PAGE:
Wed
Jul 22 2009 9:00am
Cory Doctorow’s Makers, Part 8 (of 81)

Illustration by Idiots’Books

Lester stayed long enough to see the first prototype printer-printers running, then he lit out with a duffel bag jammed into the back of his modded Smart car. “Where are you going?” Suzanne said as Perry looked on gloomily. “I’ll come and visit you. I want to follow your story.” Truth be told, she was sorry to see him go, very sorry. He was such a rock, such an anchor for Perry’s new crazy pirate energy and for the madness around them. He hadn’t given much notice (not to her—Perry didn’t seem that surprised).

“I can’t really talk about it,” he said. “Nondisclosure.”

“So it’s a new job,” she said. “You’re going to work for Tjan?” Tjan’s Westinghouse operation was fully rocking. He had fifty teams up the eastern seaboard, ten in the midwest and was rumored to have twice as many in Eastern Europe.

He grinned. “Oh, Suzanne, don’t try to journalist me.” He reached out and hugged her in a cloud of her father’s cologne. “You’re fantastic, you know that? No, I’m not going to a job. It’s a thing that’s an amazing opportunity, you know?”

She didn’t, but then he was gone and boy did she miss him.

Perry and she went out for dinner in Miami the next night with a PhD candidate from Pepperdine’s B-school, eating at the same deco patio that she’d dined at with Tjan. Perry wore a white shirt open to reveal his tangle of wiry chest hair and the waitress couldn’t keep her eyes off of him. He had a permanent squint now, and a scar that made his eyebrow into a series of small hills.

“I was just in Greensboro, Miss,” the PhD candidate said. He was in his mid-twenties, young and slick, his only nod to academe a small goatee. “I used to spend summers there with my grandpa.” He talked fast, flecks of spittle in the corners of his mouth, eyes wide, fork stabbing blindly at the bits of crab-cake on his plate. “There wasn’t anything left there, just a couple gas-stations and a 7-Eleven, shit, they’d even closed the Wal-Mart. But now, but now, it’s alive again, it’s buzzing and hopping. Every empty storefront is full of people playing and tinkering, just a little bit of money in their pockets from a bank or a company or a fund. They’re doing the dumbest things, mind you: tooled-leather laptop cases, switchblade knives with thumb drives in the handles, singing and dancing lawn-Santas that yodel like hillbillies.”

“I’d buy a tooled-leather laptop case,” Perry said, swilling a sweaty bottle of beer. He waggled his funny eyebrow and rubbed his fuzzy scalp.

“The rate of employment is something like ninety-five percent, which it hasn’t been in like a hundred years. If you’re not inventing stuff, you’re keeping the books for someone who is, or making sandwiches for them, or driving delivery vehicles around. It’s like a tiny, distributed gold rush.”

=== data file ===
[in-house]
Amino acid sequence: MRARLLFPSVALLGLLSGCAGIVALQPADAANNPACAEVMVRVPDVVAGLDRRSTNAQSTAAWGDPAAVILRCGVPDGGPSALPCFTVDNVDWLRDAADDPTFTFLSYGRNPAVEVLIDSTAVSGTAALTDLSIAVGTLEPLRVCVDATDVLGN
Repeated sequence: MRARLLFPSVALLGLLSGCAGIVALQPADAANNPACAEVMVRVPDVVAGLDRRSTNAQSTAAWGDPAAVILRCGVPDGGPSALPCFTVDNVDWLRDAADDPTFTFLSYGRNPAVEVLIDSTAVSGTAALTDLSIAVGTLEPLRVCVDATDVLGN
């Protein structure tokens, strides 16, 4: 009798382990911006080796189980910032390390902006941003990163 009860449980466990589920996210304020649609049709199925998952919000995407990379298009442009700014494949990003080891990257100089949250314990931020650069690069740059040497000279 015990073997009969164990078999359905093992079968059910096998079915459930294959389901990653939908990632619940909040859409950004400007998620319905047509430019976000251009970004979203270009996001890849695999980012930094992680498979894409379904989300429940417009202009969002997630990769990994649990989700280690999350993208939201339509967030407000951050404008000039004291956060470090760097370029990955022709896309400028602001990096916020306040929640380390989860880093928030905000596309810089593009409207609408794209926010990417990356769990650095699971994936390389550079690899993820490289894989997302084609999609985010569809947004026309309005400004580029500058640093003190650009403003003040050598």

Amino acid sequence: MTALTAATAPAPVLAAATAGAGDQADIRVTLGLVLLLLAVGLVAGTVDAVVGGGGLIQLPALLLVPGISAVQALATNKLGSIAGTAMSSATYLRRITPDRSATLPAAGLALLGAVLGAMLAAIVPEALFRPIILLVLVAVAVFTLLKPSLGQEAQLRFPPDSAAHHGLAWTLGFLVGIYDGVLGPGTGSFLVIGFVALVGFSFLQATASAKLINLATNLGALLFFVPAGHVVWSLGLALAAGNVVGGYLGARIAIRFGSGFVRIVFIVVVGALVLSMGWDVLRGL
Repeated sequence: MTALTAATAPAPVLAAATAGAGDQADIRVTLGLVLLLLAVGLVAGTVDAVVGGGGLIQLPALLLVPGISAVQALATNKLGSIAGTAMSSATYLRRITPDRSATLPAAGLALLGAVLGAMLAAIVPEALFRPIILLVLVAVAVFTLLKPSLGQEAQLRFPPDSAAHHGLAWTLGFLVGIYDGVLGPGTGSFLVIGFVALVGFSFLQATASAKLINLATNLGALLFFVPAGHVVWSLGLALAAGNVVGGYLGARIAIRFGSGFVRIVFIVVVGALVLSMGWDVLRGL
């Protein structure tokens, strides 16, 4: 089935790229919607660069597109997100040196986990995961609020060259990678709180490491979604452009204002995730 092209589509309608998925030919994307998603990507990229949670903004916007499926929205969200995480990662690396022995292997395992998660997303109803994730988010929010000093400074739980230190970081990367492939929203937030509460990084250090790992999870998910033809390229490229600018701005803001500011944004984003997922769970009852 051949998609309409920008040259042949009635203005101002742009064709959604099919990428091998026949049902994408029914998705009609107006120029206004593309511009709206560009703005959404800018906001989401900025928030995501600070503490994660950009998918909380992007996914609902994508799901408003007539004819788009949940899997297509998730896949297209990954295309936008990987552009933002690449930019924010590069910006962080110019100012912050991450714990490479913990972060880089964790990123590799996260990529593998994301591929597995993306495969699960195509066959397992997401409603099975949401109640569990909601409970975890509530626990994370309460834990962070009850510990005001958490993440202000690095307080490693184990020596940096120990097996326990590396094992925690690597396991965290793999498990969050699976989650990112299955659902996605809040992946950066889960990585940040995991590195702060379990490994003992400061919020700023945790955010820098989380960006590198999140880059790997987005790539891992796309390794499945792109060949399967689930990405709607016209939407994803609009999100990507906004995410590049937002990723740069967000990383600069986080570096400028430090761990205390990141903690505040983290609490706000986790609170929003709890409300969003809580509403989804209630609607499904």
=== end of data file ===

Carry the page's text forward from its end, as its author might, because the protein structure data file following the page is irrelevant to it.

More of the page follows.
“Or like the New Deal,” Suzanne said. That was how she’d come to invite him down, after she’d read his paper coining the term New Work to describe what Perry was up to, comparing it to Roosevelt’s public-investment plan that spent America free of the Depression.

“Yeah, exactly, exactly! I’ve got research that shows that one in five Americans is employed in the New Work industry. Twenty percent!”

Perry’s lazy eye opened a little wider. “No way,” he said.

“Way,” the PhD candidate said. He finished his caipirinha and shook the crushed ice at a passing waiter, who nodded and ambled to the bar to get him a fresh one. “You should get on the road and write about some of these guys,” he said to Suzanne. “They need some ink, some phosphors. They’re pulling up stakes and moving to the small towns their parents came from, or to abandoned suburbs, and just doing it. Bravest fucking thing you’ve seen in your life.”

The PhD candidate stayed out the week, and went home with a suitcase full of the parts necessary to build a 3D printer that could print out all of the parts necessary to build a 3D printer.

Lester emailed her from wherever it was he’d gone, and told her about the lovely time he was having. It made her miss him sharply. Perry was hardly ever around for her now, buried in his work, buried with the kids from the shantytown and with Francis. She looked over her last month’s blogs and realized that she’d been turning in variations on the same theme for all that time. She knew it was time to pack a duffel bag of her own and go see the bravest fucking thing she’d seen in her life.

“Bye, Perry,” she said, stopping by his workbench. He looked up at her and saw the bag and his funny eyebrow wobbled.

“Leaving for good?” he said. He sounded unexpectedly bitter.

“No!” she said. “No! Just a couple weeks. Going to get the rest of the story. But I’ll be back, count on it.”

He grunted and slumped. He was looking a lot older now, and beaten down. His hair, growing out, was half grey, and he’d gotten gaunt, his cheekbones and forehead springing out of his face. On impulse, she gave him a hug like the ones she’d shared with Lester. He returned it woodenly at first, then with genuine warmth. “I will be back, you know,” she said. “You’ve got plenty to do here, anyway.”

“Yeah,” he said. “Course I do.”

She kissed him firmly on the cheek and stepped out the door and into her car and drove to Miami International.

<<< Back to Part 7

Continue to Part 9 >>>

* * *

As part of the ongoing project of crafting Tor.com’s electronic edition of Makers, the author would like for readers to chime in with their favorite booksellers and stories about them in the comments sections for each piece of Makers, for consideration as a possible addition to a future edition of the novel.


Doctorow’s Makers will be released in print by Tor Books in October. You can read all previous installments of Makers on Tor.com on our index page.